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Phylogeny, biogeography, and chromosome evolution of the amphitropical genus Grindelia (Asteraceae) inferred from nuclear ribosomal and chloroplast sequence data

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Abstract:

Grindelia is among the most taxonomically challenging groups of North American composites. The genus as a whole has an amphitropical distribution, with approximately half of the species native to North America and Mexico and the remainder native to South America. We used DNA sequence data from the nuclear ribosomal ITS and ETS and chloroplast psaI-accD regions to revisit hypotheses on biogeographic history across the genus. Grindelia as a whole is well-supported and is composed of two sister clades, one native to South America and the other native to North America including Mexico. The North American taxa constitute two clades that largely occur on different sides of the Continental Divide. The diverse radiation of Grindelia in the California Floristic Province appears to be most closely related to species from the Great Basin and Colorado Plateau and evidently descended from drought-adapted ancestors. Although Steyermark's hypotheses about the relationships of North American Grindelia are not all supported, we did recover a clade corresponding to his Pacific radiation and many of the Mexican and Texan species that he hypothesized to be basal in the genus represent early diverging lineages in our trees. Dunford's cytogenetic data on the North American species of Grindelia were also examined in a phylogenetic context.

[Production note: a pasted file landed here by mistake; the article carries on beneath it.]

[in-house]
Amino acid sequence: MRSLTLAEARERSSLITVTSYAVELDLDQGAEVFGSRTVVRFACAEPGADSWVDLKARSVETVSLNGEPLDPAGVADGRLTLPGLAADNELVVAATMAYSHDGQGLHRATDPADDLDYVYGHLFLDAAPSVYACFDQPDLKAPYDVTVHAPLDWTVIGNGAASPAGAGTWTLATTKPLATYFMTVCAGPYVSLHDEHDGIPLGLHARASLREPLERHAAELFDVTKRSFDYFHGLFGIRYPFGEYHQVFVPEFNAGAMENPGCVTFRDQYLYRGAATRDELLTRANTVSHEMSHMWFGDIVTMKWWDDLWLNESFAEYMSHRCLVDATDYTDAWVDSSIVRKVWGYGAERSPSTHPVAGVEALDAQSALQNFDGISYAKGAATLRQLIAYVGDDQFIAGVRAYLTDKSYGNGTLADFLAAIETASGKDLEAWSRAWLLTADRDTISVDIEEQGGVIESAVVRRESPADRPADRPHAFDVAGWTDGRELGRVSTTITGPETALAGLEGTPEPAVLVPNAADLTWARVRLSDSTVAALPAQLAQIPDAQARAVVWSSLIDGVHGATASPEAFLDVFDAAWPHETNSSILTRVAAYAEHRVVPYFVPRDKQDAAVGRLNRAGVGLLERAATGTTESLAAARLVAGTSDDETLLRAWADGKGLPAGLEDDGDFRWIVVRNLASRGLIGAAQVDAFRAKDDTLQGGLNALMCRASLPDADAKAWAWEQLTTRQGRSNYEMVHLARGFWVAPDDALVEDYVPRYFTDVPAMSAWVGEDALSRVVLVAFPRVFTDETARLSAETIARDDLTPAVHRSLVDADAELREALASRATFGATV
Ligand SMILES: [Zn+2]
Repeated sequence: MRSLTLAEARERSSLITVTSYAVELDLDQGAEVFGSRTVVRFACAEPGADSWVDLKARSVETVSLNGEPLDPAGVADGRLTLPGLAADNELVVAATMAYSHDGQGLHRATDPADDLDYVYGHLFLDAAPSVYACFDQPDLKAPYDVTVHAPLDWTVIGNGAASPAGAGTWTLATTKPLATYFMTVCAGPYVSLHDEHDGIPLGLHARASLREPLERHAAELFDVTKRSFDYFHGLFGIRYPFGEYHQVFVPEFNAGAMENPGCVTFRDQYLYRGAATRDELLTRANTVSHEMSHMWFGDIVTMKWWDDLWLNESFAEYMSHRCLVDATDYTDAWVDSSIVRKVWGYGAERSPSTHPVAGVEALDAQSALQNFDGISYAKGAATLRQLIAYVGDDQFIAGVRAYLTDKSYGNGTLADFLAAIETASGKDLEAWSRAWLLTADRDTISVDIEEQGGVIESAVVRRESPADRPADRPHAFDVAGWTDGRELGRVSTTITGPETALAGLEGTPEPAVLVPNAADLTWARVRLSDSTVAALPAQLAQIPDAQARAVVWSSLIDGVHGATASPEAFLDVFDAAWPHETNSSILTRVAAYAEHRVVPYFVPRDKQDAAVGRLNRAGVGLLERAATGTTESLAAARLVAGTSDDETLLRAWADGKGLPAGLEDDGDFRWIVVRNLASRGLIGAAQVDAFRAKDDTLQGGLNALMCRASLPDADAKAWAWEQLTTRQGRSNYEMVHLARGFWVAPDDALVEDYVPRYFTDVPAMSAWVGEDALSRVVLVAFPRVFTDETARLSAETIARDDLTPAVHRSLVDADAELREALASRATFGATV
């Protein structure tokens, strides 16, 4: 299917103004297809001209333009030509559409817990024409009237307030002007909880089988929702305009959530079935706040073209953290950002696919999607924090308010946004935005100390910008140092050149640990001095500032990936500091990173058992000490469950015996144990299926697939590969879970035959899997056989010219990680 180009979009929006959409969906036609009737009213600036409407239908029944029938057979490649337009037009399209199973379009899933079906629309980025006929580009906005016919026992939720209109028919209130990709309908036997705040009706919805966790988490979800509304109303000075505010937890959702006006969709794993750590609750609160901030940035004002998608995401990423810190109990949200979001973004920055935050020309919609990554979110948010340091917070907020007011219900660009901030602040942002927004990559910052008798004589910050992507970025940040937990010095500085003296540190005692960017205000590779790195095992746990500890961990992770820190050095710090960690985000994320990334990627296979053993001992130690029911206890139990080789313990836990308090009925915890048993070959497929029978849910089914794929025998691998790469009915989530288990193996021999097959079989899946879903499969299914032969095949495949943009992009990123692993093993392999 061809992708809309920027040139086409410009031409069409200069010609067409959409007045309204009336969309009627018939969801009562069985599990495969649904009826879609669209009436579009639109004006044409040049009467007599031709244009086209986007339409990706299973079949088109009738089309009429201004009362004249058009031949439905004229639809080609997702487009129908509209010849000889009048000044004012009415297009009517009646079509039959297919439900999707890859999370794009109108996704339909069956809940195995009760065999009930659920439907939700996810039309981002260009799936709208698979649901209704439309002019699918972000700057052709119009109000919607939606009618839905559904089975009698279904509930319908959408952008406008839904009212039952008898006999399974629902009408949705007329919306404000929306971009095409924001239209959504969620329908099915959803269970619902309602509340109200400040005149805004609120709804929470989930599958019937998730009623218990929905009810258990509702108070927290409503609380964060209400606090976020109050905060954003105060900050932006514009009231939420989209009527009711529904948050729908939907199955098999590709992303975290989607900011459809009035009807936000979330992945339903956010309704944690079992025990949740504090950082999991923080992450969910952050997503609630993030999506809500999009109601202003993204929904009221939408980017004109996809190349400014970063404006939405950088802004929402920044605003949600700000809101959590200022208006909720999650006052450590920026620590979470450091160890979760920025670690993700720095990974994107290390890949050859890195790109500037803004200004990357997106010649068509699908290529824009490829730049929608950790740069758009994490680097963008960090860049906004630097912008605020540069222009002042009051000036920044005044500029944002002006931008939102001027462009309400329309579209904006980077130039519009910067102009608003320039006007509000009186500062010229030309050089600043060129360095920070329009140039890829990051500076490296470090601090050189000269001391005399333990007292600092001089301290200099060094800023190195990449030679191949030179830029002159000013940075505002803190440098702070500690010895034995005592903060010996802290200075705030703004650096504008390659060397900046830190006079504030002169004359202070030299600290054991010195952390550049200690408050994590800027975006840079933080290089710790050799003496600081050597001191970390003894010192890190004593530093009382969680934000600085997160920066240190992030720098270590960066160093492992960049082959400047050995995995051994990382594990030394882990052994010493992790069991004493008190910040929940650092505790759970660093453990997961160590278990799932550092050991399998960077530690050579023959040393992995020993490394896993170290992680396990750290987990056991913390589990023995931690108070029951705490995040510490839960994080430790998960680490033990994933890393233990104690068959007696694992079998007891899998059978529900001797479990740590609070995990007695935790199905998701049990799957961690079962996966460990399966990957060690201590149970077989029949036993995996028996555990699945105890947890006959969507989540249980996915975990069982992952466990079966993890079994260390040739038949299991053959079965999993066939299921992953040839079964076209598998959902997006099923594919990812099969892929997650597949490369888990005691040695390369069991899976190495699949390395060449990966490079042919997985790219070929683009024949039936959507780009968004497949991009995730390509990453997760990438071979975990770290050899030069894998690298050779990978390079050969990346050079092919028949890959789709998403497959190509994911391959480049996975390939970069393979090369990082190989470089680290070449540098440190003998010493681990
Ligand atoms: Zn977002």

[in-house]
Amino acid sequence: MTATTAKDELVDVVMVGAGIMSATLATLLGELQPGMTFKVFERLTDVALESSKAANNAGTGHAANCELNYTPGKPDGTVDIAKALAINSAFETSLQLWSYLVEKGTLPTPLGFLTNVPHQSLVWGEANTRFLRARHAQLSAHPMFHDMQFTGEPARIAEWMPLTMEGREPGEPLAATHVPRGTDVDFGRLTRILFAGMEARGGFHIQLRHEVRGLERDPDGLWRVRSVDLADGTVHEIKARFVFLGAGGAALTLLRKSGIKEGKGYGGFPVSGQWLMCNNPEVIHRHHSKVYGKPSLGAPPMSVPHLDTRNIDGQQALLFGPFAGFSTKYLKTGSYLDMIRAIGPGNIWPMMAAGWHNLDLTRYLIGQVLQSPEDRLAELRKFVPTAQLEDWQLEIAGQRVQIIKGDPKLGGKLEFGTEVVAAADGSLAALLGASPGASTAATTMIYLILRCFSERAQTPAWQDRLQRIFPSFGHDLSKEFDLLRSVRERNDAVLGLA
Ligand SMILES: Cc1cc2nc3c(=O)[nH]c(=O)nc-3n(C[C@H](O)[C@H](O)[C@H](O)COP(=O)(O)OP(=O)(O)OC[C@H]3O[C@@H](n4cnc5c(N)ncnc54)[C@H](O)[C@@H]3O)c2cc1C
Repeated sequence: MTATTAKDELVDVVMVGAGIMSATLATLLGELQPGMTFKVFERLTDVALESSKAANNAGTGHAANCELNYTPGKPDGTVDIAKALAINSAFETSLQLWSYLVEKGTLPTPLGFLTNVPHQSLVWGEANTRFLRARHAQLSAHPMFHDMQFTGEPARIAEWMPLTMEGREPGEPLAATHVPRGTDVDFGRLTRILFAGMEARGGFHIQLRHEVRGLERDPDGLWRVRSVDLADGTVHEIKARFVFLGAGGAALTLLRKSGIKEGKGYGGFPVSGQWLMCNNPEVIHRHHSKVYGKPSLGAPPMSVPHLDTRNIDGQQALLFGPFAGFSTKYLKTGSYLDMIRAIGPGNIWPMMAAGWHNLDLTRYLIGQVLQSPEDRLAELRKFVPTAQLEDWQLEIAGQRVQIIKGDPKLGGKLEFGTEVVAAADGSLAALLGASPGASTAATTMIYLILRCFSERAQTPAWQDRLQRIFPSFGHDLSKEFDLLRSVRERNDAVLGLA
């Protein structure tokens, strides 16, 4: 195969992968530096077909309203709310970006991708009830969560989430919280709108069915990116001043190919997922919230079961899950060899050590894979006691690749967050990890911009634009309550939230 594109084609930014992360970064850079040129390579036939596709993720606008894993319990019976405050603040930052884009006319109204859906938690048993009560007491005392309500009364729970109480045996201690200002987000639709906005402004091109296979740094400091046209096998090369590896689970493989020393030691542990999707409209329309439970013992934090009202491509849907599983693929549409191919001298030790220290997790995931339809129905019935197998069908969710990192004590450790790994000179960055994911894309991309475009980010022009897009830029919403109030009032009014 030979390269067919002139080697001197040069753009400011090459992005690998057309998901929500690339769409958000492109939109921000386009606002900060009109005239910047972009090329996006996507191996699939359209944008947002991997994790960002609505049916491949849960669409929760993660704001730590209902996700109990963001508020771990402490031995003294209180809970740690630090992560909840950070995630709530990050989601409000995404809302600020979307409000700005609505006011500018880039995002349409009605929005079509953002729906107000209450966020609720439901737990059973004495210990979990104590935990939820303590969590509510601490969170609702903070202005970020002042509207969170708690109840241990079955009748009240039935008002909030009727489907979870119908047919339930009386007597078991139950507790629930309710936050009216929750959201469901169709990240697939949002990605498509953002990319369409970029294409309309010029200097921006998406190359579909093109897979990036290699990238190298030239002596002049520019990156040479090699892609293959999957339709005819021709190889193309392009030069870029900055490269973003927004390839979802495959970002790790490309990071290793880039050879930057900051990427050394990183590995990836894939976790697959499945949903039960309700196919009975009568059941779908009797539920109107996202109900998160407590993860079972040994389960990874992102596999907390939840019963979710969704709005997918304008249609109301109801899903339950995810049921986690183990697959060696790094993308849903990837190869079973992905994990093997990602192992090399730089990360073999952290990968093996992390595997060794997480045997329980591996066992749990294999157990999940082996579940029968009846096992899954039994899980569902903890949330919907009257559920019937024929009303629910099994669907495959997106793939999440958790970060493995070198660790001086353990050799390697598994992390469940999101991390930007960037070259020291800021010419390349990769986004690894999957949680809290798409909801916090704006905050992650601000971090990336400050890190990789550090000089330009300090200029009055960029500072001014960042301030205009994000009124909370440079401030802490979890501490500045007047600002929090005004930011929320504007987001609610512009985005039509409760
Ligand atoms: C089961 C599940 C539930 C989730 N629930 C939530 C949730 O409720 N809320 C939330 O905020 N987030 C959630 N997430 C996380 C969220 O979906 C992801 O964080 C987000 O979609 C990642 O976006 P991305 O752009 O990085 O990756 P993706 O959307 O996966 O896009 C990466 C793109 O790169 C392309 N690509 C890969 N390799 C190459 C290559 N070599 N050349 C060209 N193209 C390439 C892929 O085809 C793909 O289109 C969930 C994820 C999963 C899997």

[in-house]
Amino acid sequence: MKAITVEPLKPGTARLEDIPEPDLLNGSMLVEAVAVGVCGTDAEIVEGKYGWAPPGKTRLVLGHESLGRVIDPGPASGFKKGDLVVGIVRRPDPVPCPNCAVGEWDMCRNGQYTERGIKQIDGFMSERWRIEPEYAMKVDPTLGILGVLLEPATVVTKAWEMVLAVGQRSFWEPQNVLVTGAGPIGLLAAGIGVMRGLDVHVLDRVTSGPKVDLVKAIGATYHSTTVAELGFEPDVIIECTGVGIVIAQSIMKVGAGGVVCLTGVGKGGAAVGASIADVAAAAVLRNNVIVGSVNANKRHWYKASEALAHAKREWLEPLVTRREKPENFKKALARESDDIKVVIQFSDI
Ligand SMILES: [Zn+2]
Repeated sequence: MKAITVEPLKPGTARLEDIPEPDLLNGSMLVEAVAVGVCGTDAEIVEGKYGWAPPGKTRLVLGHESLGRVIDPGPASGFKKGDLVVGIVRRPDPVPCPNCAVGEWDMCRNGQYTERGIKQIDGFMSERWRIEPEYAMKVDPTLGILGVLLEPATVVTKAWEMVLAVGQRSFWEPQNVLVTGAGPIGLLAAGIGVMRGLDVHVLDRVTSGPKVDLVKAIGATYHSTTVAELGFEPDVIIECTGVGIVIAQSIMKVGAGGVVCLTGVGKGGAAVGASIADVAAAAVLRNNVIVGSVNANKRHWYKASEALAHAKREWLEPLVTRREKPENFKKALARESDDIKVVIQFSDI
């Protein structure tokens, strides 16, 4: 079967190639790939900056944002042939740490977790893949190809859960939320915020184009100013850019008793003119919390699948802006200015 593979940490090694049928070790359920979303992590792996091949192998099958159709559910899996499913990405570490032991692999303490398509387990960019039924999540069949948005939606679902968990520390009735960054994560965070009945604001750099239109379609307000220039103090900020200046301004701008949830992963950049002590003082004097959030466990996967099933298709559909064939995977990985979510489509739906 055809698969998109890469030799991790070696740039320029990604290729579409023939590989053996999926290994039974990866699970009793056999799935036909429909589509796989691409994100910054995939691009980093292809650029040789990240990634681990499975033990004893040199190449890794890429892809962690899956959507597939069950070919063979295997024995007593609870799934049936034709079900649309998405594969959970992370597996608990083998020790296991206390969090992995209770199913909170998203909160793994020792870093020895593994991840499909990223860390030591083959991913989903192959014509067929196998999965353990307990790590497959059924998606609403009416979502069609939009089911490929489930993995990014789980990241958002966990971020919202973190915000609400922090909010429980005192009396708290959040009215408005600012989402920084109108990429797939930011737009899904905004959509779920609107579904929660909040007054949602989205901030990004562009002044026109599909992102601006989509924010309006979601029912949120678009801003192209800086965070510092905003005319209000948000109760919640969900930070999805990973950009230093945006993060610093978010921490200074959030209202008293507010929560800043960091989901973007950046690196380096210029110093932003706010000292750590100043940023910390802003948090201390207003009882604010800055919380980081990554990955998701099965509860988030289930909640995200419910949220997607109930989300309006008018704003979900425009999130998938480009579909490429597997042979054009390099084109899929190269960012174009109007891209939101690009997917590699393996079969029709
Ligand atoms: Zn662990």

Keywords: AMPHITROPICAL DISJUNCTION; ASTERACEAE; CYTOGENETICS; GRINDELIA; LONG-DISTANCE DISPERSAL; MOLECULAR PHYLOGENY; SUPPLEMENTARY MATERIAL THE ALIGNMENT FILES ARE AVAILABLE IN THE SUPPLEMENTARY DATA SECTION OF THE ONLINE VERSION OF THIS

Document Type: Research Article

Affiliations: 1: University of California, Berkeley, Jepson Herbarium and Department of Integrative Biology, 1001 Valley Life Sciences Building #2465, Berkeley, California 94720-2465, U.S.A., New Address: Institut für Spezielle Botanik und Botanischer Garten, Johannes Gutenberg-Universität Mainz, Anselm-Franz-von-Bentzel Weg 9a, 55099 Mainz, Germany;, Email: moorea@uni-mainz.de 2: Laboratorio de Botánica L. R. Parodi, Facultdad de Agronomia, Universidad de Buenos Aires, Av. San Martín 4453, 1417 Buenos Aires, Argentina 3: University of California, Berkeley, Jepson Herbarium and Department of Integrative Biology, 1001 Valley Life Sciences Building #2465, Berkeley, California 94720-2465, U.S.A.

Publication date: 2012-02-21

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